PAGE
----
On rare days off, Chris Robinson likes to hunt for vinyl at mom-and-pop record stores in whatever town his tour has landed. Recently, in Oxford, Mississippi, Robinson returned to his room after a lengthy visit to a recommended local spot, The End of All Music, to talk music with the Weekly.
The tone of Robinson’s voice shot up an octave as he listed off his vinyl scores: a rare, mono first-pressing of The Move’s eponymous debut; a sealed copy of Slim Harpo’sRainin’ in My Heart; and Neil Young’s new release of unreleased solo-acoustic masterpieces, Hitchhiker.
Later, Chris Robinson Brotherhood bandmate and guitarist extraordinaire Neal Casal will join Robinson to work on new material.
“This is a pretty typical day off in the old CRB,” Robinson says.
The Northern California psych-rock outfit recently had to cancel nine of their Florida shows in the wake of Hurricane Irma. “The Earth shrugs her shoulders and we all have to deal,” he says.
The CRB’s gangly lead man, an eternal hippie’s hippie, has been a widely recognized figure ever since Rick Rubin’s Def American Recordings released the Black Crowes’ debut, Shake Your Money Maker, which sold over 5 million copies and hatched several singles, including a cover of Otis Redding’s “Hard to Handle.” A few years of tabloid melodrama proceeded, involving Robinson’s interpersonal relationships and onstage rants against corporate America, which contributed to the disbandment of the Black Crowes.
Robinson makes it clear that he doesn’t play music for the money, he plays because he has to. It’s who he is and it’s a concept that’s difficult for many to accept – even those closest to him – but it’s kept his career alive and relevant as the music industry continues to shift around him.
Last summer was one of Robinson’s most musically intense in recent years. For the first time in his career, the 50-year-old performed three live solo-acoustic gigs, two at The Chapel in San Francisco and one at Kuumbwa Jazz Center in Santa Cruz. The fiery, jam-packed sets featured material spanning Robinson’s entire career, including some Black Crowes classics – “Appaloosa,” “Jealous Again” and “Hotel Sickness” – he hasn’t sung for a long time. The three solo shows were considered practice performances leading up to the only solo-acoustic theater gig of his career, Saturday at Monterey’s Golden State Theatre. Americana folk duo Vetiver opens.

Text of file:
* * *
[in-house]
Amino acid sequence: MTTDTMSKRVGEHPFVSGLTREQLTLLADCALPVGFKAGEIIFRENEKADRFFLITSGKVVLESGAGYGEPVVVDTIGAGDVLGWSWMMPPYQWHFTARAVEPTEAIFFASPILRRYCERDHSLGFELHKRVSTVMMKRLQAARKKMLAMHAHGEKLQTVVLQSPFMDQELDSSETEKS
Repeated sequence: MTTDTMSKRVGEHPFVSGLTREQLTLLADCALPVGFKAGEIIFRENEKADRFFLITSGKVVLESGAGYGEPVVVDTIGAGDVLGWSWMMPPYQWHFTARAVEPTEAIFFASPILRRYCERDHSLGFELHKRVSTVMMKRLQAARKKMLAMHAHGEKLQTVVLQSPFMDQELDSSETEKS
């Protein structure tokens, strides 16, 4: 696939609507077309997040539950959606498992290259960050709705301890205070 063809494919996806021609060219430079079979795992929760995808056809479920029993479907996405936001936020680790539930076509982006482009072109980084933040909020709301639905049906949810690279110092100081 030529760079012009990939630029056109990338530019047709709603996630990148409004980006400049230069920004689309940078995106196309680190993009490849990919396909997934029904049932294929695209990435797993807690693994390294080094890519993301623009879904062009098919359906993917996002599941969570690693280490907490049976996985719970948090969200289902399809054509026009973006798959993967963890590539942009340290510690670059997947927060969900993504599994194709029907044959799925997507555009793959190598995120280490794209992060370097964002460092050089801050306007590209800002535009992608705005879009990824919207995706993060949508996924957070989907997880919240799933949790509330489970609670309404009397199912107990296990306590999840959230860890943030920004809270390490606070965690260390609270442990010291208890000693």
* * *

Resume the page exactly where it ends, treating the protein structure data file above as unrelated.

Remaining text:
Weekly: Do you have internal dialogue running while on stage by yourself?
Robinson: “Don’t fuck up.” (Laughs.) I’m just trying to feel it. I’m an intuitive, instinctive person. I was never on a showbiz trip. It’s always different and the difference is the tangible electricty between the performer, the audience, the material you’re playing, where you are and how it sounds. There are so many variables that go into making something that can be magic. You’re looking for that mystical door to open so you can run through it. But you have to be available and aware.
Is there “magic” in revisiting the Black Crowes material that’s been dormant?
I think the point is to see the work as a whole piece, decades of writing. I wrote “Jealous Again” in 1988. That’s many years ago. There should hopefully be a quality to the songwriting and something that binds everything together in some cosmic twist of fate.
You often talk about the “authentic experience.” Is that how you’d define your solo-acoustic shows?
Hopefully you’ve had your tetanus shot because my whole career comes with a rusty nail sticking out of a beautiful sculpture. I don’t have a persona or a costume. This isn’t my job, this is my life. These songs are representative of my life. The reason I write songs and I sing them is because that’s how I relate. I am a weird person. I am an artist. I can relate emotionally to any person. I look for authentic experiences, whether it’s Andy Cabic of Vetiver, Neil Young, who’s one of my heros, or even younger kids like Jessica Pratt. They inspire me. I hear the authenticity in their creative waking life. Do I feel that with corporate artists or things that are producer-driven or “normal?” I don’t, but that’s totally cool because John Lennon said, “Whatever gets you through the night.”
For some of us, music has a deeper meaning; it’s a multi-dimensional trip.
Ahead of the CRB’s two-day run at Henry Miller Library a few years ago, Neal Casal spoke about how he respected that you traveled with the band in a shitty van and helped carry and set up the equipment.
If you’re going to build something from the ground up, you have to be there to do it. I didn’t grow up playing guitar. For me to set up my own rig, my own [pedal] effects every night for the first couple years, I had to go to school like anyone else. When it comes to music, I have no ego. How many amazing talented people do I know? How many records do I own? Musicians are musicians and we’ve always been that way. Just because I sold more records at one time than someone else doesn’t mean I can’t set up my own shit. If I’m going to play guitar every day, it’s a devotional practice. This is home for us and this is where I’ve always wanted to be.
You seem to enjoy the freedom of CRB.
I get to do what I’ve always wanted to do and write songs and travel around with my favorite people; and our scene is rad and our fans are amazing. It’s a good trip to be on.
CHRIS ROBINSON with VETIVER opening. 8pm Saturday, Oct. 21. Golden State Theatre, 417 Alvarado St., Monterey. $35-$55. 649-1070, goldenstatetheatre.com